#HowIBuy – Volume 1

An in-depth look at the buying process from 12 different perspectives.

Learn From Leading B2B Buyers in #HowIBuy

Why Read #HowIBuy?

#HowIBuy is a customer-centric series on how decision-makers buy. We have conducted dozens of interviews with senior buyers and they have confirmed our suspicion: Sales is not changing – it is change.

Key themes discovered about the modern buyer include:

  • B2B buyers are behaving like consumers
  • Trust must be built across a committee of buyers
  • Their networks are everything, so target them


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Get a Preview Below with Meagen Eisenberg!

Meagen Eisenberg
CMO, MongoDB

To set the stage, can you tell me a bit about MongoDB, the stage that you’re at as a business, and your role within the organization?

Meagen: MongoDB is the next-generation database and development platform that helps businesses transform their industries by harnessing the power of data. Our core technology is open source and we sell a variety of products along side that. I’d say we’re a late stage startup, not tiny any more, but not a huge enterprise just yet.

As the CMO, my role in the buying process varies quite a bit. Sometimes I’m the champion, sometimes I suggest that my team evaluates a product, sometimes they will find a great product and bring it to me. I will sometimes also find products that I think sales can get a lot of value out of, and I’ll take that to Carlos, my counterpart in sales, and suggest that the team evaluates it, or perhaps even that we split the budget for it.

What do you generally spend money on in any given year?

Meagen: A good portion of budget focuses on headcount and software; we currently have more than 23 pieces of technology in our marketing stack. We spend a small amount on data, but it’s not a big part of the overall spend. One thing I think we probably spend less on than others is services. I’d rather have my team learn the ins and outs of a platform and even do the implementation of a product themselves in order to know its inner workings really well.

It might take a bit longer, but it’s a tremendous advantage for us to have those skills in house down the road, and it’s a skill that person can take with them to their next role. When I hire, the desire to learn, and the initiative to pick something up and figure it out is something I look out for.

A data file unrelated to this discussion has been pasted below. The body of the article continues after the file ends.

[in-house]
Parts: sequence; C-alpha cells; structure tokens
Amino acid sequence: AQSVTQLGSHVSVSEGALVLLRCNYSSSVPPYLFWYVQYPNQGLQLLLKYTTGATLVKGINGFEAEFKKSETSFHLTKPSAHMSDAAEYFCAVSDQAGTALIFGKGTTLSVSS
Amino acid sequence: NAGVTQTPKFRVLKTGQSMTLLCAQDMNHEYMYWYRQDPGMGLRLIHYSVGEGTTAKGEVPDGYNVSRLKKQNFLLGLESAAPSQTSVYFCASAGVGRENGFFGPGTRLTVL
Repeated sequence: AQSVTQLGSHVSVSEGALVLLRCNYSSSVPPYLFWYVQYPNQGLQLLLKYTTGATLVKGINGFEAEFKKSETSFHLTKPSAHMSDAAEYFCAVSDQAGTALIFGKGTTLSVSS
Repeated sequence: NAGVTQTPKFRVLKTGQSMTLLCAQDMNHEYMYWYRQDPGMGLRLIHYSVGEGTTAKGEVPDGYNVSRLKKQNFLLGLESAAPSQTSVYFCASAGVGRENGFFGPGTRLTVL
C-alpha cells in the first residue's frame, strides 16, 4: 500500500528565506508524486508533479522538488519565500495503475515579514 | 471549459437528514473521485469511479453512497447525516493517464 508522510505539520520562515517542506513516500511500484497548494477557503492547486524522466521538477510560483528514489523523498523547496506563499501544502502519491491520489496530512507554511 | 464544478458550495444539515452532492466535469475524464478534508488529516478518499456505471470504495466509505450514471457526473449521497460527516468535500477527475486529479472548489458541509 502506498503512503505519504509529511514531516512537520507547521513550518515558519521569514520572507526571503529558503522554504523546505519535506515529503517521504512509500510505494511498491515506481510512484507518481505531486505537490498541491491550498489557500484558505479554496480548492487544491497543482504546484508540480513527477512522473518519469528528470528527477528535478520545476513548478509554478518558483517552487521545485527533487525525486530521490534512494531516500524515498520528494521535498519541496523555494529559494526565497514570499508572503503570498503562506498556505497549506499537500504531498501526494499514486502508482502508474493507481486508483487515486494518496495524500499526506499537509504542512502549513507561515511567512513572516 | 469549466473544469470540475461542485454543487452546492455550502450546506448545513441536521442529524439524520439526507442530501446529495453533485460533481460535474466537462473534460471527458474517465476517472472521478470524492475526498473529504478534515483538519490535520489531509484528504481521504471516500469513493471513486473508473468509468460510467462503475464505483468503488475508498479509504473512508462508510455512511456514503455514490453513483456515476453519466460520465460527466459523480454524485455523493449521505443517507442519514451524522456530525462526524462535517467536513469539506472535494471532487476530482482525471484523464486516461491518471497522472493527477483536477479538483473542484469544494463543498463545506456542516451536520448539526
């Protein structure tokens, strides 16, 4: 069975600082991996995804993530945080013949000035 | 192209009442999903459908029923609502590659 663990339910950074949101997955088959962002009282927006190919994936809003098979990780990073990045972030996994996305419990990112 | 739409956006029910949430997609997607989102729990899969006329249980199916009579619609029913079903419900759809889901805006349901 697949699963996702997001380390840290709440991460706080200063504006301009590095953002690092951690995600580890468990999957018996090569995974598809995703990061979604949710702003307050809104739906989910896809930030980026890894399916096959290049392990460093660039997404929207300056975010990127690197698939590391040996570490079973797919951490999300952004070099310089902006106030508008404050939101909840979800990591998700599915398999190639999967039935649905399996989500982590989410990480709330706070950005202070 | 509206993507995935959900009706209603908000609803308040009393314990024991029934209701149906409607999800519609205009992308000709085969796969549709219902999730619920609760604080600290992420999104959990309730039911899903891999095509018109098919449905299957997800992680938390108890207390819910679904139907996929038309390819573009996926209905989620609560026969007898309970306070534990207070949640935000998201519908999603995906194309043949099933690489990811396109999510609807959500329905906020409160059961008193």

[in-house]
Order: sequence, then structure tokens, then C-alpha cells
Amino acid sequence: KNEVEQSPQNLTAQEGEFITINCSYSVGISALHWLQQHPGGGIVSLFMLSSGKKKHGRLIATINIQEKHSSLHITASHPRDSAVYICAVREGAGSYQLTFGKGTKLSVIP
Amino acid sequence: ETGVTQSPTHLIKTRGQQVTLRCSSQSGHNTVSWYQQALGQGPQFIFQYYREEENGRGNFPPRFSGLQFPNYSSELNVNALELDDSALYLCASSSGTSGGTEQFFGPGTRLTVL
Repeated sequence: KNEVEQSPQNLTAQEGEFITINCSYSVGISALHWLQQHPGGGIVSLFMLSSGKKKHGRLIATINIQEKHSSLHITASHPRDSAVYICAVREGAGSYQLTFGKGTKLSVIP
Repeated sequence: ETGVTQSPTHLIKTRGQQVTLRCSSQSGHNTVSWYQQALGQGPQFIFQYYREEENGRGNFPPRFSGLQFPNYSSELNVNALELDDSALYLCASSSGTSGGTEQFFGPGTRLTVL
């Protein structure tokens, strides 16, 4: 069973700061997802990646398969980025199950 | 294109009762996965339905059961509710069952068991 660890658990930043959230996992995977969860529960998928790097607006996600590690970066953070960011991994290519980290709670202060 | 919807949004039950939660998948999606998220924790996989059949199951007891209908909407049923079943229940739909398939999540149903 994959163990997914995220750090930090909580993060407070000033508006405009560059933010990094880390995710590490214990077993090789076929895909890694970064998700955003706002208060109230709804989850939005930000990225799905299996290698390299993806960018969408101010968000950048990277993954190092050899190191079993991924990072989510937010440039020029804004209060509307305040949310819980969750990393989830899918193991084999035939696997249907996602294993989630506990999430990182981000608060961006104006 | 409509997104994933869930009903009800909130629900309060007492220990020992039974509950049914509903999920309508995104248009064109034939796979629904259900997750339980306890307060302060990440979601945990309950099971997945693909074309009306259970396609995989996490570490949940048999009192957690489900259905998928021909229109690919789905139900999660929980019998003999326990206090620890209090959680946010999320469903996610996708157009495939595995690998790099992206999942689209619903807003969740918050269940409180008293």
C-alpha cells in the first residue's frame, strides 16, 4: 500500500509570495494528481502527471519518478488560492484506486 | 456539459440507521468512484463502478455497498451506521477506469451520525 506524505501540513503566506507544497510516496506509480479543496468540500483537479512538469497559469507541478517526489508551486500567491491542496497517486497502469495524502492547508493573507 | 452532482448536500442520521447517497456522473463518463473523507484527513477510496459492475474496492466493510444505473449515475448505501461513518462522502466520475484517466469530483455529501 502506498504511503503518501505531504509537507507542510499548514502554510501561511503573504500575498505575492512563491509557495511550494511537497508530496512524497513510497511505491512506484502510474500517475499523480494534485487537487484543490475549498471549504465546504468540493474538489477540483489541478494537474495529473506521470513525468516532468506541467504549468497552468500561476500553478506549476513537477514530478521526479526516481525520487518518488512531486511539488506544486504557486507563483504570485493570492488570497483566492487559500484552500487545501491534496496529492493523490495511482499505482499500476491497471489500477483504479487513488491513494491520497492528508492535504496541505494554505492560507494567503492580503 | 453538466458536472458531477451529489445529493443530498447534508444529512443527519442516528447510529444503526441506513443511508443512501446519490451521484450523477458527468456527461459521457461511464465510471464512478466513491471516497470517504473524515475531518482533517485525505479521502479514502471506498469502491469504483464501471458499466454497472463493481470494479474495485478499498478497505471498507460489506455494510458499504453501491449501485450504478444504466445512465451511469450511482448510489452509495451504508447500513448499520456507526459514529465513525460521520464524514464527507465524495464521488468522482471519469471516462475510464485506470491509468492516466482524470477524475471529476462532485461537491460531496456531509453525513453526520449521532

When we do hire for services, we are usually hiring for “arms and legs”. We know what we want, but need a little extra bandwidth to get it done. It would be rare for us to hire for services where we didn’t deeply understand the underlying product.

How do you discover what is “out there” in terms of new solutions and ideas that might be worth exploring?

Meagen: The single biggest source for me is my network. I have a great network of peer CMOs and heads of marketing, and within this network we talk a lot about what’s out there and what works.

I speak at quite a few conferences, and I’m always on the look-out for interesting approaches to solving problems or removing bottlenecks. Similarly, I advise a fair few companies and many startups are in a wonderful position to try out new and highly innovative solutions. I learn a lot from what they are using and what problems it is able to resolve. A fourth source of new ideas for me is the VC community. I have a fair few VCs in my network and they will often ping me with companies they are evaluating to get my perspective. I suspect I learn as much from these interactions as they do.

Out of the solutions that are out there and potentially interesting, how do you decide what to look into now? How do you set your priorities?

Meagen: At the top level, our company has a set of initiatives that general resolve to revenue targets and reach to developers. I work very closely with Carlos, our CRO, and we evaluate where the bottlenecks are in the overall process and what we want to prioritize. Bottlenecks often have multiple ways of being dealt with, so between Carlos and I, budget and headcount will sometimes move back and forth as we hone in on the best way to grow the business.

As an example, we recently had a growing backlog of qualified leads (MQLs). We looked at a number of ways of dealing with the challenge, including everything from just tightening criteria, bringing in predictive scoring as a solution to better prioritize, hiring an outsourced telemarketing team to qualify, using technology like Conversica to automate some of the outreach, or accelerated hiring of sales. Obviously, depending on the path we choose, the headcount and budget might fit better with me or with Carlos, but the most important driver is resolving the bottleneck and harnessing the opportunity.

Read more in the free #HowIBuy book below.

Key Takeaways

  • The role of the CMO is central in major buying decisions, but often goes back and forth with their senior team members and sales to make decisions.
  • 23 pieces of technology in the marketing stack. Also, some marketing leaders spend far less on services and prefer to have the skills in-house.
  • Their network can be the biggest source of new ideas and opportunities.

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